The tale of this case is tangled and complex. Mistrials, allegations of jury tampering, appeals and Judges being recused all added to the tense atmosphere of this trial. Though Mandel’s sentence was commuted to 19 months and his conviction was overturned in 1987, the case is still a hot topic.

“This case never had a legal basis,” exclaimed Weiner during the present-day discussion. “They [the government] couldn’t prove bribery so they brought this silly mail fraud case. They didn’t have a case. They didn’t have the facts.”

In a later response to Weiner’s claim, Skolnik sighed: “Arnie, Arnie, Arnie…” The entire room erupted with laughter.

General ribbing and jabs were volleyed between the two tables, but they were sent with smiles and landed on grins. It was clear that reverence between the tables abounded.
“They were first-class prosecutors,” said Weiner, who was met with similar praise from Skolnik.

The reporters offered their take on covering such a behemoth story. Baylin cited how pre-Watergate reporters and attorneys had an “open and trusting relationship” to the point that they would eat lunch and play cards together. In 1977, however, reporters were seen differently. At the forum, Weiner quipped, “The Sun hated Mandel and his friends.”

Mitchell highlighted the gap between reporting on a breaking story then and now. During the Mandel trial, Mitchell and her camera operator would film in the morning and early afternoon, then drive with the court-artist back to Channel 9’s headquarters in D.C.; when Mitchell covered the Scooter Libby case for NBC, every reporter had laptops and their stories were filed within minutes. The event was hectic for the reporters (Mitchell twisted her ankle chasing an ambulance that had a jury member in it), but all participants seemingly held a positive outlook on the case.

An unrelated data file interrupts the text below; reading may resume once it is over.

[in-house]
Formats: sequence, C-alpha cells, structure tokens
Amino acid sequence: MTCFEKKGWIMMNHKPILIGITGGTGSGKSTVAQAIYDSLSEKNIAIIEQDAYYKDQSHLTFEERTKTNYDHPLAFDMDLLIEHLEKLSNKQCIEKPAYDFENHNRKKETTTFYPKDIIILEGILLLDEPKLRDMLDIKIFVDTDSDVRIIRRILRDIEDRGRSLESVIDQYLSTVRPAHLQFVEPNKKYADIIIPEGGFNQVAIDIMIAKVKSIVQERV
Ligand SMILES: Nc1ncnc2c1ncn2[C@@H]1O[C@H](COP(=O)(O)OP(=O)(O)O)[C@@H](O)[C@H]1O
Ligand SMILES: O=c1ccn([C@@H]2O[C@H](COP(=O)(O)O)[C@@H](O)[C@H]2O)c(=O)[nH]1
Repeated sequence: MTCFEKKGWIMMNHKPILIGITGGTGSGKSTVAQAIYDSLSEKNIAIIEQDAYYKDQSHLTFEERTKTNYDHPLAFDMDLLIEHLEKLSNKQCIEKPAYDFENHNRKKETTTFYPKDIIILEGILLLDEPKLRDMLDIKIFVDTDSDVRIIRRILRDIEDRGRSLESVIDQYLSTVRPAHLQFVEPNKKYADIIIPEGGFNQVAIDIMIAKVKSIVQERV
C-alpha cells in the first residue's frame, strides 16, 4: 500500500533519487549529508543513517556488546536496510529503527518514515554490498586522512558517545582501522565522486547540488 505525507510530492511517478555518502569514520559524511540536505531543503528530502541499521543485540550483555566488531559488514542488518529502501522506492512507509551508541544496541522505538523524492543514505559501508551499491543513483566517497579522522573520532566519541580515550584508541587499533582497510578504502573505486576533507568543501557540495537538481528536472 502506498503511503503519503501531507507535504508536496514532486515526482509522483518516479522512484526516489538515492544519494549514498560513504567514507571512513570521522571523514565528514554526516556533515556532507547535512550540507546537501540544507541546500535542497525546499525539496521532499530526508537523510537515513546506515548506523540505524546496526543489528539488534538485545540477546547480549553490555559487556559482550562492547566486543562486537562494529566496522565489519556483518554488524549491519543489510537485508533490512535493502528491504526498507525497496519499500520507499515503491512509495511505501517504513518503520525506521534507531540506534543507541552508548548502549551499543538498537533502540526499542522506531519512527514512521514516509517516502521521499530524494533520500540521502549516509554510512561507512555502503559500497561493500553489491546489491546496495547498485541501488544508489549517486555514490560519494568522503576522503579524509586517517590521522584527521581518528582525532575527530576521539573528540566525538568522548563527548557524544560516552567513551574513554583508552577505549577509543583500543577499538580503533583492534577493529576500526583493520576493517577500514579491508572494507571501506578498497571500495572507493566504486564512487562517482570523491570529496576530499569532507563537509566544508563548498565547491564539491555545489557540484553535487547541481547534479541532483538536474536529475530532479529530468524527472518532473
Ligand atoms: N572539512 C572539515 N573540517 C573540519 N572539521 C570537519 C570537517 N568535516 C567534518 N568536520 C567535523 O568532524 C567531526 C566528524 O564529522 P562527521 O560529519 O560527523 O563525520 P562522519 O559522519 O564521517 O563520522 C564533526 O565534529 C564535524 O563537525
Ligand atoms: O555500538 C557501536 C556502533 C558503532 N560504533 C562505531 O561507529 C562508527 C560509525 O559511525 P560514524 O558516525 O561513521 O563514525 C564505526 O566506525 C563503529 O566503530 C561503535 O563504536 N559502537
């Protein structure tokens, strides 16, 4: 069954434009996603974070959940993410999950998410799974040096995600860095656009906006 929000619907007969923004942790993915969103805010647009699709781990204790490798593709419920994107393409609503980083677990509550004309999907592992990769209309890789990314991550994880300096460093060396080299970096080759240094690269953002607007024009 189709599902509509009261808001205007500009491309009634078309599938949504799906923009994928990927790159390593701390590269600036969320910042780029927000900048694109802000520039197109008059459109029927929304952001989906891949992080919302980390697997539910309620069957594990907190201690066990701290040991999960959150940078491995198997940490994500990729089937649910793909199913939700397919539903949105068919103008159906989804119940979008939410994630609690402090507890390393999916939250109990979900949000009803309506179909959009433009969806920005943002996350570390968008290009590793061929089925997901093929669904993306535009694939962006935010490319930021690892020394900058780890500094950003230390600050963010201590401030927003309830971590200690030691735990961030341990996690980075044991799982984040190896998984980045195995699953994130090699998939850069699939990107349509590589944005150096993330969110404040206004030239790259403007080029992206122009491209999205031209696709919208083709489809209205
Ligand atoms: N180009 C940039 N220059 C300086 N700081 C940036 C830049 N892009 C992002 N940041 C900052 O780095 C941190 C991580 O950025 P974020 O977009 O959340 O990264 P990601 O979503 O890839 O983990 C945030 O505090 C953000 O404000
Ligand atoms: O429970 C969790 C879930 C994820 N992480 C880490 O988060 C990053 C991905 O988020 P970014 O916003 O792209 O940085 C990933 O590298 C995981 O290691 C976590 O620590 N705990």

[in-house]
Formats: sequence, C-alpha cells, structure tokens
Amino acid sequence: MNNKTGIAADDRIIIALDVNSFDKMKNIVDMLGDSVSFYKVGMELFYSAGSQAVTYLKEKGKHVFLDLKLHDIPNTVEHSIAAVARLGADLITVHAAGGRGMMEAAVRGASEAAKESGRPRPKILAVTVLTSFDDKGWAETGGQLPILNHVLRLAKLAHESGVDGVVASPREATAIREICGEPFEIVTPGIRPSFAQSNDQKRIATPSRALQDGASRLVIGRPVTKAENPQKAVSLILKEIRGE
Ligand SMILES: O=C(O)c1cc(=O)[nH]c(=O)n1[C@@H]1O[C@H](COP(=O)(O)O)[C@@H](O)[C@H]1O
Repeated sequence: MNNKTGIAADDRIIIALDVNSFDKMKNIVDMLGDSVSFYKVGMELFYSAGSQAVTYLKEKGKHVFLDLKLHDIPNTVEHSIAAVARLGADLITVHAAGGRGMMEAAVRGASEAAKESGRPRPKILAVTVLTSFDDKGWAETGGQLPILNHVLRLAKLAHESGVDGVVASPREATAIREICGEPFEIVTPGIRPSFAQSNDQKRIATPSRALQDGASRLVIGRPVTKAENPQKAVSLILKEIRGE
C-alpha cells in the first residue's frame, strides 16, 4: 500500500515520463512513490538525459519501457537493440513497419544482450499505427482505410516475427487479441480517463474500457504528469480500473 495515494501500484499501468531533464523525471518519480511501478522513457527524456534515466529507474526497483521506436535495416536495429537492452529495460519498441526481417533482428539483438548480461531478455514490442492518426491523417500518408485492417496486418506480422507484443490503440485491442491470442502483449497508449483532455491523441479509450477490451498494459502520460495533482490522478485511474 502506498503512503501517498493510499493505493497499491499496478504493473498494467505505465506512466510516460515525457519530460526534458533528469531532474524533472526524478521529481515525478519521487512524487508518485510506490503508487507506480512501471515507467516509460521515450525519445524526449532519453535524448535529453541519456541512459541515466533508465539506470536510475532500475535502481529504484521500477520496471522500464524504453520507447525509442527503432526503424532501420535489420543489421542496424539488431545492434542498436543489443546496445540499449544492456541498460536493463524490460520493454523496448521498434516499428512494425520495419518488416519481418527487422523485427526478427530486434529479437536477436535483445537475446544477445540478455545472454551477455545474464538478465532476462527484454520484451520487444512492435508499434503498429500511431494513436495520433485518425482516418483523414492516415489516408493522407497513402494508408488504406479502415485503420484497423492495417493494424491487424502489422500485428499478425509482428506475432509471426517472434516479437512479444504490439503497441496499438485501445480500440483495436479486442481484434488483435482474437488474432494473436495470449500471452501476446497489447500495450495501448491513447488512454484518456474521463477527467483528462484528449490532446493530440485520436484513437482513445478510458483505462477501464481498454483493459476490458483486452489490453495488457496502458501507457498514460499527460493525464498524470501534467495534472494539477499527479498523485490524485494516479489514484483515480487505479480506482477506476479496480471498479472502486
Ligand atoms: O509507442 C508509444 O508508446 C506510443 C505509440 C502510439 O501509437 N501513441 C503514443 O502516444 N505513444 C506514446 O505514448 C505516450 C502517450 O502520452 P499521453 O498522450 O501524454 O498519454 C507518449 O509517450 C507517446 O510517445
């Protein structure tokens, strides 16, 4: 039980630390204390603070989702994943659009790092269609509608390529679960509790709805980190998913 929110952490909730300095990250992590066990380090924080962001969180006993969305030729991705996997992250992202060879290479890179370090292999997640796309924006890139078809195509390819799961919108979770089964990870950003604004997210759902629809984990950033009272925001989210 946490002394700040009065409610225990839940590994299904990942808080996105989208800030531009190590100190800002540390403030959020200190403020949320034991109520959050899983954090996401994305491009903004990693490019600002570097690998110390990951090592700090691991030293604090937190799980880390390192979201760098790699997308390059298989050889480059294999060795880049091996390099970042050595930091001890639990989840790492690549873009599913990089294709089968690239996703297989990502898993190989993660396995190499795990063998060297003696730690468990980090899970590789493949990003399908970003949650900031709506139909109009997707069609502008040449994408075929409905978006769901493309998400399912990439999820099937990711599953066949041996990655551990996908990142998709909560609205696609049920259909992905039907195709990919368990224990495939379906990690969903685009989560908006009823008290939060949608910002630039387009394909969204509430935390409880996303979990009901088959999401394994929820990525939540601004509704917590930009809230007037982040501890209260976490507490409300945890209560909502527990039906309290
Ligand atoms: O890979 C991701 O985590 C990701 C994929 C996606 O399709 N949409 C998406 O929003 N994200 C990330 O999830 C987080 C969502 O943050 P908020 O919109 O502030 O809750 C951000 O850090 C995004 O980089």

“Many of us feel it’s the most important trial we’ve ever covered,” said Mitchell.

“It was a learning experience for all of us,” said Marr, referring to the prosecution, defense and reporters.

The days were long under Judge Taylor, who was brought up from his Eastern Tennessee District in order to “get control of the case.” He would start early, end late, sit on Saturdays and even the Fourth of July. These 10 participants at the forum are forever linked through Mandel and likely would not trade the experience – though that is not to say they would do it again.

“I wouldn’t want to have that job today,” admitted 66-year-old Skolnik. “There’s too much gray in the world to ride a white horse 60 hours a week fighting bad guys. It’s fine if you’re 30.”

The whiz and flicker of cameras never ceased throughout the panel discussion. As the participants relived the case that bore the national spotlight, the photographers were able to take live snapshots of media and legal history.


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Publications : Bar Bulletin: November  2007